The study, led by Pierre Philip from the Laboratory for motion, adaptation and cognition (CNRS/Université Bordeaux 1 and Bordeaux 2), was able to determine whether 2, 4 and 8 hours of nocturnal driving affected driving performance differently. In order to evaluate the fatigue caused by accumulated driving time, the researchers had fourteen young volunteers drive on an open highway during three nocturnal driving sessions: from 3-5 am, 1-5 am and 9 pm-5 am. Driving durations were therefore different, but sleep pressure at the end of the driving session, due to the late hours (2-5 am) was identical. The scientists then counted the number of times the drivers veered off course and crossed the lateral lines inappropriately during the last hour of driving in each session. They thus calculated that in comparison with the reference session (9-10 pm), the risk of inappropriate line crossing was:
- 6 times greater during the 3-5am driving session;
- 15 times greater during the 1-5am driving session;
- and 24 times greater during the 9 pm-5am driving session.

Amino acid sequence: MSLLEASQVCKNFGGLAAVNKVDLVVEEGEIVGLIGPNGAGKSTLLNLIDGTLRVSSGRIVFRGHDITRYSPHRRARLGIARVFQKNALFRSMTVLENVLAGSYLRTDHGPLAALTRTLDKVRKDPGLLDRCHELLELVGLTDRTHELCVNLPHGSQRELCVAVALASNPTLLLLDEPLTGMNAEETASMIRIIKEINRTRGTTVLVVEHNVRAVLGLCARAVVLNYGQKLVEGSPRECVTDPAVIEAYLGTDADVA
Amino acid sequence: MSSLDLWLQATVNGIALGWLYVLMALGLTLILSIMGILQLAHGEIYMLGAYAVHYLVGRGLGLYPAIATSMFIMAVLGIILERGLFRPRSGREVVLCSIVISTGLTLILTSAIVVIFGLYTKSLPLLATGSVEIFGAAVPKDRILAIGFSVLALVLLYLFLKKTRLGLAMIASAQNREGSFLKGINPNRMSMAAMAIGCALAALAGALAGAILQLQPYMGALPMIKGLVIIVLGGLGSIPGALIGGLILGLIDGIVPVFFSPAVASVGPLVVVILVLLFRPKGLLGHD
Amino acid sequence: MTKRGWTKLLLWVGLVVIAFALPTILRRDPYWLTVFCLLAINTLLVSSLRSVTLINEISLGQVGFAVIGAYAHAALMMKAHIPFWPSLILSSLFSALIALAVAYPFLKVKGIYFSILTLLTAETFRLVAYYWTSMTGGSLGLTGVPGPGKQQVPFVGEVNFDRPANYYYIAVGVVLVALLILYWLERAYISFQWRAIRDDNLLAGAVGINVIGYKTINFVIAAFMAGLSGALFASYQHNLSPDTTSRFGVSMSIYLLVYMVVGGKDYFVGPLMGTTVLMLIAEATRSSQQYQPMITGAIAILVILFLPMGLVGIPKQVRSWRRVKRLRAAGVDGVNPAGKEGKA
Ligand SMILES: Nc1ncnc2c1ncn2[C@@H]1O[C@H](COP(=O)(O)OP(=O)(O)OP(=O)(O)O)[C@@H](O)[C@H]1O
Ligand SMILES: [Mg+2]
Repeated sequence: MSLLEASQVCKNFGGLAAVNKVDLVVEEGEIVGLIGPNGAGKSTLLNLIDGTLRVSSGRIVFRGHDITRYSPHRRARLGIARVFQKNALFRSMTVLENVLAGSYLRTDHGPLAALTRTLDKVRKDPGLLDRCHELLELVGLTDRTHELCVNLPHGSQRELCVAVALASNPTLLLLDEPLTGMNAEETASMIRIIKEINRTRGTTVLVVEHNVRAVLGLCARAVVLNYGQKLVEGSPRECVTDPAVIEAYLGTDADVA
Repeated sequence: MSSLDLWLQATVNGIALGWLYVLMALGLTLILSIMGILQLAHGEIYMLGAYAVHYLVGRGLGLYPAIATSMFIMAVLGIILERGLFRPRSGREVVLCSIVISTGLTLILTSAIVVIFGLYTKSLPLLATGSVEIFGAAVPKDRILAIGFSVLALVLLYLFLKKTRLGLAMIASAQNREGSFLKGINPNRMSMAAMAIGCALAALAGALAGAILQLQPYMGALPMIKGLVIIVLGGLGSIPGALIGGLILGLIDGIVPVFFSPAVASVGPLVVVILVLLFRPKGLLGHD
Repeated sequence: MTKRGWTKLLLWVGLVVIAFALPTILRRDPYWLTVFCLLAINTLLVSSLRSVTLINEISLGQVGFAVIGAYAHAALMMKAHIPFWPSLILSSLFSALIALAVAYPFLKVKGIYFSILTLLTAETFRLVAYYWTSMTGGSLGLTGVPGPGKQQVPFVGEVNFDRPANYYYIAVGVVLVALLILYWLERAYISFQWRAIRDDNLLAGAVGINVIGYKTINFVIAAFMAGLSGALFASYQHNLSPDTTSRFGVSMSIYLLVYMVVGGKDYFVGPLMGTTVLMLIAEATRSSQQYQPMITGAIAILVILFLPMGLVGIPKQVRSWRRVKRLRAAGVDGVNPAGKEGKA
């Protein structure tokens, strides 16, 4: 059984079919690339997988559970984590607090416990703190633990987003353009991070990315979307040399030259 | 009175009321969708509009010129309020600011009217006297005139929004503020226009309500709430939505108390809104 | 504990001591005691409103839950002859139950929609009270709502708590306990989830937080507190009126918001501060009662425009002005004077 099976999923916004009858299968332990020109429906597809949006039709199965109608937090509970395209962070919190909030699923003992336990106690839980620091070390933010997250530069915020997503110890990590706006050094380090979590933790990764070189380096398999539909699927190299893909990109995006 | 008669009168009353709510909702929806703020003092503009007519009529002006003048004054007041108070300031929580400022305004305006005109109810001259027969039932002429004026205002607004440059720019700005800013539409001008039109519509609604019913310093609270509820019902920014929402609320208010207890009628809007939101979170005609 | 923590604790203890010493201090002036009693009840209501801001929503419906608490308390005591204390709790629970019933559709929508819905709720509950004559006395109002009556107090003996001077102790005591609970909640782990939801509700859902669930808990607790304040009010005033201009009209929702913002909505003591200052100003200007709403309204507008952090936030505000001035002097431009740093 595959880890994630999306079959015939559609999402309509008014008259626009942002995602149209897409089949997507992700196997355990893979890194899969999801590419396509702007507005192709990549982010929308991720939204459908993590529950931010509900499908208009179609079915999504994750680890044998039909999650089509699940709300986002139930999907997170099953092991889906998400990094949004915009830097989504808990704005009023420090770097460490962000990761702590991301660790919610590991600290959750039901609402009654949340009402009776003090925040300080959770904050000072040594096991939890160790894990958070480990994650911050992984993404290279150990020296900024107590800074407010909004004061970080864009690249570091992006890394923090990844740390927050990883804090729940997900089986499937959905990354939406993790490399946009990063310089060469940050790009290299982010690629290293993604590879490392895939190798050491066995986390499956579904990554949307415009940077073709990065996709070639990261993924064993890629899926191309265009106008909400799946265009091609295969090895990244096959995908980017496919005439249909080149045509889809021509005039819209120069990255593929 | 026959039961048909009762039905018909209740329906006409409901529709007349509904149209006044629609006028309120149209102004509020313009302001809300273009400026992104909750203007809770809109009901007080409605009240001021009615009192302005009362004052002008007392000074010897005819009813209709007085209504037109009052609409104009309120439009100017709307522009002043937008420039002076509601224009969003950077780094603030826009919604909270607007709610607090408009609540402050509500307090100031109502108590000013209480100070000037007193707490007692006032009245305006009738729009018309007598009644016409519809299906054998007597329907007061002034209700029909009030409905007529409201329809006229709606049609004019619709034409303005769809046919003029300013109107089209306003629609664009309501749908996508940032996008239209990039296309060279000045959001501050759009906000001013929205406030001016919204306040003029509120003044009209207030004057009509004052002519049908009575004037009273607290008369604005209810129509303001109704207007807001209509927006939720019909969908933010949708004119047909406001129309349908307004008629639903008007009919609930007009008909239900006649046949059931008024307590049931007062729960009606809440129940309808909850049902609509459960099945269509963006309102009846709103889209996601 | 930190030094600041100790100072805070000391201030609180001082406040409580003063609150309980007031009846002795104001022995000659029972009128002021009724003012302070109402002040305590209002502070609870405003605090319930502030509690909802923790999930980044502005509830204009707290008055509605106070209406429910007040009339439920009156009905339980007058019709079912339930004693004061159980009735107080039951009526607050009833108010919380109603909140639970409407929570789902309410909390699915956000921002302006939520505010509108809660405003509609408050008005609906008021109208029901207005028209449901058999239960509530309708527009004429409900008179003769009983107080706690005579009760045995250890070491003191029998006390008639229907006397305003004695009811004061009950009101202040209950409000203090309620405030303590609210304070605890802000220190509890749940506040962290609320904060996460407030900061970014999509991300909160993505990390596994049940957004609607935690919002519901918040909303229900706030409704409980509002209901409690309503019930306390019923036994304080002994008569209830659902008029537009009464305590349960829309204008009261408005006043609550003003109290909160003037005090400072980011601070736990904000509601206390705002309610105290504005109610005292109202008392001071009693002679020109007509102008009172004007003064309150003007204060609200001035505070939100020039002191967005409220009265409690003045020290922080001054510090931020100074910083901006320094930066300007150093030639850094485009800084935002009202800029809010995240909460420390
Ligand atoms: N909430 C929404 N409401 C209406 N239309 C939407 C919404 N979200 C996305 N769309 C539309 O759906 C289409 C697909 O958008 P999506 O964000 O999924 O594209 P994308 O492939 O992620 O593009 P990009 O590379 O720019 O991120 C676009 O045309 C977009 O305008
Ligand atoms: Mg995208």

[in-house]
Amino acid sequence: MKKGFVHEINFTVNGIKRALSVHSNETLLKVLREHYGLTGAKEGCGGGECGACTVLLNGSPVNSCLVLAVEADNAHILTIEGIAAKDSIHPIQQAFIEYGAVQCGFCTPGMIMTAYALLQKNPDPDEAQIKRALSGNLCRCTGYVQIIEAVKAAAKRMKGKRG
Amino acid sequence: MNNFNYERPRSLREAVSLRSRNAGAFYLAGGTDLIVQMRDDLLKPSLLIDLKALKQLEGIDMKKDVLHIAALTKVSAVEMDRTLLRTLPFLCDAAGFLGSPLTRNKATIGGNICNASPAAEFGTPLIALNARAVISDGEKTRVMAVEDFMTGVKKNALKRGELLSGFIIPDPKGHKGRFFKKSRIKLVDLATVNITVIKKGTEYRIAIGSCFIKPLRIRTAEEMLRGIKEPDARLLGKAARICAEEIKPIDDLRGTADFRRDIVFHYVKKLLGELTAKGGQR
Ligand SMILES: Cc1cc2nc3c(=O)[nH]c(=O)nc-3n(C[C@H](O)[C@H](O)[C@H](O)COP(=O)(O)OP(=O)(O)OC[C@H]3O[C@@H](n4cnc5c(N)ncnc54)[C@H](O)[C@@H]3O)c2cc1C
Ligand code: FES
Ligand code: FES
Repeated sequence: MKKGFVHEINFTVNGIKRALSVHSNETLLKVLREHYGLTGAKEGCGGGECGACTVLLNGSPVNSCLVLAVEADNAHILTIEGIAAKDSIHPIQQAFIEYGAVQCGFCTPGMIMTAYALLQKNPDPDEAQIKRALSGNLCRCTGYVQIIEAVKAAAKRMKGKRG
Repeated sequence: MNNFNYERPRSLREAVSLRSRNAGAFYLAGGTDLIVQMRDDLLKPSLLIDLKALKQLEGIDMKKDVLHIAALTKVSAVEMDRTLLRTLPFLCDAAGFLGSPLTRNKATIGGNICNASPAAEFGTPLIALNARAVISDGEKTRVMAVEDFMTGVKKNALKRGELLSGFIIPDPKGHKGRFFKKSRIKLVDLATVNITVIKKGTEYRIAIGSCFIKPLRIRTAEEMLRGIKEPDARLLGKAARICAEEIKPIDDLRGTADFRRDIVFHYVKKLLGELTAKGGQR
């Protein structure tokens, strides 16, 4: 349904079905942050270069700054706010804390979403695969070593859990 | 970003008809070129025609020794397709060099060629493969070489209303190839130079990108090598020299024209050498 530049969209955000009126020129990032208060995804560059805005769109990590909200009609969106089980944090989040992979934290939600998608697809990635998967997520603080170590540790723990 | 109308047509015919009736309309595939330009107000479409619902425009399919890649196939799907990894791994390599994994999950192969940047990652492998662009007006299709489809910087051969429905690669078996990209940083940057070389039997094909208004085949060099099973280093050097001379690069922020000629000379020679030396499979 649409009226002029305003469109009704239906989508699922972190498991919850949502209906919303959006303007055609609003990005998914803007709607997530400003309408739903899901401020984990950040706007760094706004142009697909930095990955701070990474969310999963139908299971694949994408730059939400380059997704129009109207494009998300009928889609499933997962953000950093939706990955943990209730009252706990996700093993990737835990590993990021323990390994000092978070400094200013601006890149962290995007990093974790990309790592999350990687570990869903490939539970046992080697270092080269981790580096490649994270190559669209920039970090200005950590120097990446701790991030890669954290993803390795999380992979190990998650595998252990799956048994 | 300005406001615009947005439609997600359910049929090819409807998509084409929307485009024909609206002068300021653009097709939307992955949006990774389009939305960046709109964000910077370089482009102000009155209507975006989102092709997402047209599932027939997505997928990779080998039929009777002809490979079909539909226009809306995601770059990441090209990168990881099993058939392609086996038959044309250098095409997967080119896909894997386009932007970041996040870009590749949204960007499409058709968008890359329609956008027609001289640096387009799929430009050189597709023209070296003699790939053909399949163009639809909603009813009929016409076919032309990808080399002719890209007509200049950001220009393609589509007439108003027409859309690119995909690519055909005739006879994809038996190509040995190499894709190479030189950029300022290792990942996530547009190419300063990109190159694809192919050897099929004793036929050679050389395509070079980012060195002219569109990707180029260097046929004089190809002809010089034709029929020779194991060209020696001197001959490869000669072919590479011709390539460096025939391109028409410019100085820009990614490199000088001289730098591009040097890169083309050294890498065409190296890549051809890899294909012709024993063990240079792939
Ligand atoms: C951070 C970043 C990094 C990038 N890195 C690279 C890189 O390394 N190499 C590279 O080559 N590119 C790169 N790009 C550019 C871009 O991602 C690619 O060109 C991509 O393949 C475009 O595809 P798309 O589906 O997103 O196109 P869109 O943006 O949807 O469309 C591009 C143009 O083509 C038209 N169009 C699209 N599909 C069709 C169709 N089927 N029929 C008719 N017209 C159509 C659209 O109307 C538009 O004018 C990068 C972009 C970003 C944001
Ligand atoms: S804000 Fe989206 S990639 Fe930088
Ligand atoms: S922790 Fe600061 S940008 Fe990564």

In addition, in comparison with the shortest driving session, from 3-5 am, the risk of inappropriate crossing of the lateral lines increased 2.6 times during the 1-5 am driving session and increased fourfold during the 9 pm-5 am driving session.
Extended nocturnal driving therefore has a very large impact on driving performance: currently, safety messages and regulations on time at the wheel do not differentiate between day-time and night-time driving. This study raises the question of whether maximum durations for driving at night should be reconsidered.
Extended driving impairs nocturnal driving performances, Patricia Sagaspe ; Jacques Taillard ; Torbjorn Åkerstedt ; Virginie Bayon ; Stéphane Espié ; Guillaume Chaumet ; Bernard Bioulac ; Pierre Philip, PloS One, 23 October 2008